As a small and medium business owner do you find yourself multi-tasking? Your answer would probably be an emphatic YES. And you would be part of a growing tribe of humanity that have, over the last decade or so, have become manic slaves to this concept of multi-tasking. Not only at the workplace but also in their personal lives.
How many of you find yourself watching television while trying to scan the headlines in the newspaper, quickly replying to text messages on your cell phone and probably talking on the land-line at the same time….sounds familiar? As a business owner, how often have you tried to take a customer call while signing cheques, even while trying to give a host of other instructions to your employees.
You mistakenly believe that this is what makes you successful – the ability to process information from multiple sources at the same time.
In one of his many letters the Earl of Chesterfield wrote to his son in the 1740s’, he emphatically stated, “there is time enough for everything in the course of day, if you do but one thing at a time, but there is not enough time in the year, if you will do two things at a time”.
In modern times Earl Chesterfield’s advice has been thrown out of the window. Multi-tasking, a word that for decades used to describe the parallel processing abilities of computers is now a de-rigueur word today’s world where hurry, bustle and agitation have become a regular way of life. It is now the shorthand for the human attempt to do simultaneously as many things as possible.
But in recent times, several studies have challenged the ethos of multi-tasking. In his book CrazyBusy (Ballantine Books, ISBN-10 0345482441), Dr Edward Hallowell, a Massachusetts based psychiatrist, calls multi-tasking “a mythical activity in which people believe they can perform two or more tasks simultaneously”.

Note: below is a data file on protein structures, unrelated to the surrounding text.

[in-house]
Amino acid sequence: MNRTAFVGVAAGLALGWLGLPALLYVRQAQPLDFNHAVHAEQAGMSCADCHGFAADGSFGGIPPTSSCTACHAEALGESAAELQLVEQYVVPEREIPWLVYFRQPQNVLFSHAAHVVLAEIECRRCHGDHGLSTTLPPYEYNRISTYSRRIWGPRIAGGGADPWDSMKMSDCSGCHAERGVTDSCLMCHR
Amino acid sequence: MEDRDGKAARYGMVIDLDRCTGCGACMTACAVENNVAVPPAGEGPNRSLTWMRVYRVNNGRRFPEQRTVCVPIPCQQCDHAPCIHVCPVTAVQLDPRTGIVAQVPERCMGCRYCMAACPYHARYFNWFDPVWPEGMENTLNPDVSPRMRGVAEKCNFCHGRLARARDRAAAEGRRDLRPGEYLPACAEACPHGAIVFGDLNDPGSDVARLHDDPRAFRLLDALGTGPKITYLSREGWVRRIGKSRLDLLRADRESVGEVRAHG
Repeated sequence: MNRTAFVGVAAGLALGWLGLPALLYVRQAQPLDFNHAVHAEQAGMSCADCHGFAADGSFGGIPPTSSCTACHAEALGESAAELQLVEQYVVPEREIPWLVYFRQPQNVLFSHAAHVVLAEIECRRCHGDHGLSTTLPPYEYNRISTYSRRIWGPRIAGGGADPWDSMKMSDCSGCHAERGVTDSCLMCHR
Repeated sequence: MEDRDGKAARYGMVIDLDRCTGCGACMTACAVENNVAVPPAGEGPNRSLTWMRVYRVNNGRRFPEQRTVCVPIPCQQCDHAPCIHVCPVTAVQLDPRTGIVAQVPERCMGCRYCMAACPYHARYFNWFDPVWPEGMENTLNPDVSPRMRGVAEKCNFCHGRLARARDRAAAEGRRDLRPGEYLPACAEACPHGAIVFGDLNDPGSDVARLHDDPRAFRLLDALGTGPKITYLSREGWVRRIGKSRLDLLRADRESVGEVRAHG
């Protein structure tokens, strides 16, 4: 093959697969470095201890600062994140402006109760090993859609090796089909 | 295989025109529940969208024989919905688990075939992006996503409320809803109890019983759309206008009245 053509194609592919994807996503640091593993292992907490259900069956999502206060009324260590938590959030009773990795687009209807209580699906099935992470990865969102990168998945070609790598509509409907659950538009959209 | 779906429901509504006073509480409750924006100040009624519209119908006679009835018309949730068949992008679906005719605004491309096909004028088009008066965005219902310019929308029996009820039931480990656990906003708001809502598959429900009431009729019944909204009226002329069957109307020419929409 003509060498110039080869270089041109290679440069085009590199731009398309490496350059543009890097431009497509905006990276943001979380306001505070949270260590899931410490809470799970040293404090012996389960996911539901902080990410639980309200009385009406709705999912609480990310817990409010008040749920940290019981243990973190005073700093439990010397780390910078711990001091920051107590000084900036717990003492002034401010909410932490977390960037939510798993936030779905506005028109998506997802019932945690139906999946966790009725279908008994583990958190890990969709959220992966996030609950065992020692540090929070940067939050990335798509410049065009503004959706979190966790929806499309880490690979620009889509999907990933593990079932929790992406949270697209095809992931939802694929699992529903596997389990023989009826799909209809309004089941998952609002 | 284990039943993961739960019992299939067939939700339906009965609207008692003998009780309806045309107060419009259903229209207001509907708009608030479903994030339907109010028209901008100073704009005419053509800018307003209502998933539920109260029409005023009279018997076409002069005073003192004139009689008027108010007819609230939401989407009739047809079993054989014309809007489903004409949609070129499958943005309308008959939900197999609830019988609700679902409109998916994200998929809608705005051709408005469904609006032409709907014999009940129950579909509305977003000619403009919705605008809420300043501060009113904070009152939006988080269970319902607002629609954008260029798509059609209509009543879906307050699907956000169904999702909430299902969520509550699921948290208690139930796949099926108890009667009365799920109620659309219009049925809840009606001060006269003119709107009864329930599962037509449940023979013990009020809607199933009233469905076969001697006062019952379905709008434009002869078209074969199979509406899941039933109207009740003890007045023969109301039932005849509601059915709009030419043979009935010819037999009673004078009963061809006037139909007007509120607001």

Unfortunately, our brain is not equipped for multitasking activities that require brainpower. So, contrary to your mistaken belief, multi-tasking can actually be counterproductive and drag individual performance down.
In a recent article in the Forbes magazine on the same subject, it was pointed out that our short-term memories can store only between five and nine things at once. So, when you are trying to achieve two dissimilar tasks, each requiring some level of consideration and attention, multitasking falls apart.
Our brains our wired to keep one idea in our consciousness at a time. A Stanford University study has shown that trying to multi-task my impair your cognitive control. Researchers from Vanderbilt University have demonstrated that there is clear evidence of a “response selection bottleneck” that occurs when the brain is forced to respond to several stimuli at once. As a result of the task switch, the brain loses time to determine which task to perform. Every time you switch tasks the brain reboots thus forcing you to review your past work, leading to inefficiencies and this performance quality. You cannot do your work only in the “interstices of your mind wandering” with crumbs of attention rationed out to work among competing tasks.
Dr. Paul Hammerness and Margaret Moore wrote in their book that multi-tasking is less likely to retain information in working memory which can hinder problem solving and creativity. (Organize Your Mind, Organize Your Life – Harvard Health Publications)
So, however tempted you are to do so (and you will be if you are a typical hands-on business owner) try to segregate the various activities into distinct compartments and don’t let one interfere with the other. Your ability to focus on one task on hand at a time would go a long way in getting your business efficient, creative and more productive.